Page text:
Disagree (Ref.)2651 (83.6)385 (14.5)2266 (85.5)1
Unsure247 (7.8)58 (23.5)189 (76.5)1.511.11–2.050.008*
Agree272 (8.6)78 (28.7)194 (71.3)1.150.90–1.470.253
Occasional smokers have no chance of becoming addicted to cigarettes (n=3157)
Disagree (Ref.)2234 (70.8)340 (15.2)1894 (84.8)1
Unsure432 (13.7)79 (18.3)353 (81.7)1.250.95–1.630.109
Agree491 (15.6)99 (20.2)392 (79.8)1.411.08–1.800.007*
Menthol cigarettes are less harmful than unflavored cigarettes (n=3157)
Disagree (Ref.)2179 (69.0)317 (14.5)1862 (85.5)1
Unsure459 (14.5)88 (19.2)371 (80.8)1.391.07–1.810.013*
Agree519 (16.4)113 (21.8)406 (78.2)1.641.29–2.08<0.001*
Young people who smoke are attractive to the opposite sex (n=3141)
Disagree (Ref.)2653 (84.5)391 (14.7)2262 (85.3)1
Unsure215 (6.8)61 (28.4)154 (71.6)2.291.67–3.14<0.001*
Agree273 (8.7)67 (24.5)206 (75.5)1.881.40–2.53<0.001*
Young smoking displays maturity (n=3170)
Disagree (Ref.)2651 (83.6)385 (14.5)2266 (85.5)1
Unsure247 (7.8)58 (23.5)189 (76.5)1.811.32–2.47<0.001*
Agree272 (8.6)78 (28.7)194 (71.3)2.371.78–3.14<0.001*
Smoking helps reduce stress (n=3171)
Disagree (Ref.)2562 (80.8)369 (14.4)2193 (85.6)1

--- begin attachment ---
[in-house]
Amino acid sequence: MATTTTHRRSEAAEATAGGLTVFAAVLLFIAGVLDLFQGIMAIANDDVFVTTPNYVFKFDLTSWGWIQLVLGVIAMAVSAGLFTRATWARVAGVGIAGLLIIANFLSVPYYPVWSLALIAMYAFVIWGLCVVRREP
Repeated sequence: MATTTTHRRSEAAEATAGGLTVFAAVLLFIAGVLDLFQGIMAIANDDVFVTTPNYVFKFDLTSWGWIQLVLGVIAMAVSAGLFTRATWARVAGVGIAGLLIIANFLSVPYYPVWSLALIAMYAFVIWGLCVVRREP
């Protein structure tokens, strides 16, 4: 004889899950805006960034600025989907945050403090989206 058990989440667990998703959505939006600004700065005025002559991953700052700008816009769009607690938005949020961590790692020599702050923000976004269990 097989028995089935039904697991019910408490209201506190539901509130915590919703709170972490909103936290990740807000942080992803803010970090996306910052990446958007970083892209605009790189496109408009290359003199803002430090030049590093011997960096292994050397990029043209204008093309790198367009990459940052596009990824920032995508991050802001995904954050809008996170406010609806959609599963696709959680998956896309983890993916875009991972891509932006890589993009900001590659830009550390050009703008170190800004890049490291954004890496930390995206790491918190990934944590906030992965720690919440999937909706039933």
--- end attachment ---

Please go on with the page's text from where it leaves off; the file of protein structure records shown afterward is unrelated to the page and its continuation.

Unsure284 (9.0)60 (21.1)224 (78.9)1.591.17–2.160.003*
Agree325 (10.2)91 (28.0)234 (72.0)2.311.77–3.02<0.001*

* p<0.05.

With regard to the multivariable logistic regression analysis, males who had never smoked a cigarette were significantly more susceptible to smoking than females (AOR=3.42; 95% CI: 2.83–4.12). Regarding smoking attitudes, never-smoking youths who were unsure (AOR=1.43; 95% CI: 1.09–1.39) and agreed (AOR=1.80; 95% CI: 1.39–2.31) that smoking helps reduce stress were significantly more likely to be susceptible to smoking. Never smokers who had smoking peers were most associated with increased smoking susceptibility (AOR=2.04; 95% CI: 1.62–2.57), followed by those who sometimes noticed online cigarette advertising (AOR=1.98; 95% CI: 1.49–2.64), and those exposed to secondhand smoke in public (AOR=1.51; 95% CI: 1.17–1.94). Furthermore, young non-smokers who attended schools where anti-smoking education activities were provided sometimes (AOR=1.34; 95% CI: 1.05–1.71) or never (AOR=1.42; 95% CI: 1.11–1.82), were statistically significantly more susceptible to smoking than students who attended schools with a higher frequency of anti-smoking education activities. Additionally, young non-smokers exposed to anti-tobacco messages occasionally (AOR=1.53; 95% CI: 1.21–1.94) or never (AOR=1.31; 95% CI: 1.03–1.67), were significantly more likely to smoke than those exposed consistently (Table 2).